Uganda plans to invite six Chinese companies next month to compete for as much as $8 billion worth of contracts to expand the country’s railway network and help improve trade routes with four bordering nations.
Uganda signed an agreement with the Chinese government giving companies from the Asian nation exclusive rights to lead the project, Ugandan Works Minister John Byabagambi said by phone yesterday from the capital, Kampala. He declined to identify the companies that will participate in the bidding.
“Bidding documents will be ready by July 10 and we are inviting only Chinese companies,” Byabagambi said. “We shall sign engineering, procurement and construction contracts with the winners.”
East African nations are boosting state spending, seeking private investment and borrowing on international markets to build transportation links that will reduce the cost of trade.
Kenya last year started building a railway from the port city of Mombasa to the capital, Nairobi, that will be extended to the Rwandan capital of Kigali, through Uganda. It will be complete by March 2018 and cost $13 billion, according to Byabagambi. Funding is being sourced from China and Russia.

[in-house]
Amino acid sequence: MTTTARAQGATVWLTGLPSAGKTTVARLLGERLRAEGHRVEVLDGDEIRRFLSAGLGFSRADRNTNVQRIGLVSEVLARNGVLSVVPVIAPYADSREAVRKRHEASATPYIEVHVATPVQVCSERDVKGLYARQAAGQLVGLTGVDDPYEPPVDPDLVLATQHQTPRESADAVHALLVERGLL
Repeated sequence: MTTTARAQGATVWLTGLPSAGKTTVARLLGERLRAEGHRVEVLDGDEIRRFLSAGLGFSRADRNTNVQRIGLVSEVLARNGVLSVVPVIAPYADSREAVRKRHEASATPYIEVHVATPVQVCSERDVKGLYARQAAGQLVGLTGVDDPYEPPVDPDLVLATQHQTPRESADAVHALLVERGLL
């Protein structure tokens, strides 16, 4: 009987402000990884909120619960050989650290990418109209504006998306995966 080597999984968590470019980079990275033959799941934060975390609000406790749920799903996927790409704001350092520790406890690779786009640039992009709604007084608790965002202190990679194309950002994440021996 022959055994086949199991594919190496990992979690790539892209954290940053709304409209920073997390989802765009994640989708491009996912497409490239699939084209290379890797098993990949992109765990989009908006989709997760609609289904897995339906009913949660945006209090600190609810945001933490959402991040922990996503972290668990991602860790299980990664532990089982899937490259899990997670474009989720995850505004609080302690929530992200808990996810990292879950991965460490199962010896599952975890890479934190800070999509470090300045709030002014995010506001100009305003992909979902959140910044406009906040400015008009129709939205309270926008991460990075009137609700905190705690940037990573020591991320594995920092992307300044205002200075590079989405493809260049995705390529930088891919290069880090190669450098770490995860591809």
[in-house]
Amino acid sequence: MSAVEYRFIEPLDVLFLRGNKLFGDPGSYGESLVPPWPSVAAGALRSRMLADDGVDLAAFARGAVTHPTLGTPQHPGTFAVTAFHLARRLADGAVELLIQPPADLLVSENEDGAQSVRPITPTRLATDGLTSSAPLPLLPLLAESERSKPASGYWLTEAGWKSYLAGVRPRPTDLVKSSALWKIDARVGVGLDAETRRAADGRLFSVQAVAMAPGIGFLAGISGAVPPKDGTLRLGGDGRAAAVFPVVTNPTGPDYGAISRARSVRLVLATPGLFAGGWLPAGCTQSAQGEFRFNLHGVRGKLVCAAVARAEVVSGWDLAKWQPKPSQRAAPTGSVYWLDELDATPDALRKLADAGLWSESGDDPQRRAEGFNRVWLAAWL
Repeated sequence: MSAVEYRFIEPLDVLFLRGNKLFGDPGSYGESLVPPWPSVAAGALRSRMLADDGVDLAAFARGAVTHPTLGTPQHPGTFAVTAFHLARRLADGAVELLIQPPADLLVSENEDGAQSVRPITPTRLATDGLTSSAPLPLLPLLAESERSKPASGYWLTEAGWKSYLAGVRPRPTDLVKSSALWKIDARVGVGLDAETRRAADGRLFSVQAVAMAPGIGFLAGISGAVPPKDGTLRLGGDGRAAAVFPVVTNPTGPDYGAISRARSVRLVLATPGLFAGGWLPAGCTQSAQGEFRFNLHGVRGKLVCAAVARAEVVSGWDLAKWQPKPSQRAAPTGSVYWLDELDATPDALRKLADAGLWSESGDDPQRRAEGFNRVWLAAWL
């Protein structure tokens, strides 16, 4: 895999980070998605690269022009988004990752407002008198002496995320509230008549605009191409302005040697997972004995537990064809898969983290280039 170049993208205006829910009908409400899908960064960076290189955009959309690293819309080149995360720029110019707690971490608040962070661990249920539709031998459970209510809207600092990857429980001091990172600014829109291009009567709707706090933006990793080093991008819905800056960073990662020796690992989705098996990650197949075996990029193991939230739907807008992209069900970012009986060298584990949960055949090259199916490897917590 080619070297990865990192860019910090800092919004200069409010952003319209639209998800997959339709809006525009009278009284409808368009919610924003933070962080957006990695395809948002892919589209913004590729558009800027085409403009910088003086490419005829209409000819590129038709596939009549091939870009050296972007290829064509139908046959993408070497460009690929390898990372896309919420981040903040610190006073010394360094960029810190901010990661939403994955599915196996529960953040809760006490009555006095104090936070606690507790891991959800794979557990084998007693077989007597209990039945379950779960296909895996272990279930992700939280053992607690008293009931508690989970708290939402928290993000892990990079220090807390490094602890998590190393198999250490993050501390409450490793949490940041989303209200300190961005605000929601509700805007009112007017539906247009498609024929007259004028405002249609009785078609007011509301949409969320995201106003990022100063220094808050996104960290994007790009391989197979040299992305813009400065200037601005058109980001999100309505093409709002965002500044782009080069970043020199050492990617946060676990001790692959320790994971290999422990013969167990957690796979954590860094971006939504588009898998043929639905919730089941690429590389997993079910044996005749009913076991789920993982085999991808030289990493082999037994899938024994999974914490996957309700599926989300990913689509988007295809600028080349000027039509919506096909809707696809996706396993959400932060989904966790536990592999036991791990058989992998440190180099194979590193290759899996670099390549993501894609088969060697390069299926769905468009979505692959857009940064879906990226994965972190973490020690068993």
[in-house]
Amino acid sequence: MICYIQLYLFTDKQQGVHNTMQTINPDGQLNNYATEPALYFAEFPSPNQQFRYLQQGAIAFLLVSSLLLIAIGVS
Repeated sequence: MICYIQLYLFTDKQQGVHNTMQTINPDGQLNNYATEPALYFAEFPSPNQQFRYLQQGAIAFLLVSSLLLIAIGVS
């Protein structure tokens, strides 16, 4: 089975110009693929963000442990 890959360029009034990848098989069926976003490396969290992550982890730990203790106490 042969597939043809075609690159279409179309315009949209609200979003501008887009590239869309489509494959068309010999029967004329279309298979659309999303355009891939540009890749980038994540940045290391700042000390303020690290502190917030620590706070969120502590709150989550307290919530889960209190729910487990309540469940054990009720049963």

Tanzanian President Jakaya Kikwete said in April that his government, along with Rwanda and Burundi’s, are looking for transaction advisers to secure financing for a $4.1 billion cross-border railway project. Kenya, Tanzania, Uganda, Rwanda and Burundi make up the East African Community trading bloc.
The first phase of Uganda’s planned railway construction covers 1,000 kilometers (621 miles), stretching from the country’s border with Kenya to Rwanda and a town near the border with the Democratic Republic of Congo, Byabagambi said. Work on an extension to the northern town of Gulu and onward to South Sudan will take place later, he said.
The new standard gauge railway will help speed up cargo shipments and carry heavier loads than the existing lines in the landlocked nation, said Byabagambi.
Uganda prefers awarding infrastructure-development projects to Chinese companies because they can be repaid with future revenue, including from oil sales, and through cash or “in-kind” payments, Kyetume Kasanga, a spokesman for Prime Minister Amama Mbabazi, said last year. Businesses from other parts of the world often require advance payment, he said.
The country aims to produce its first crude from deposits being developed by London-based Tullow Oil Plc, China’s Cnooc Ltd. and Total SA based in France, on a commercial basis by 2017.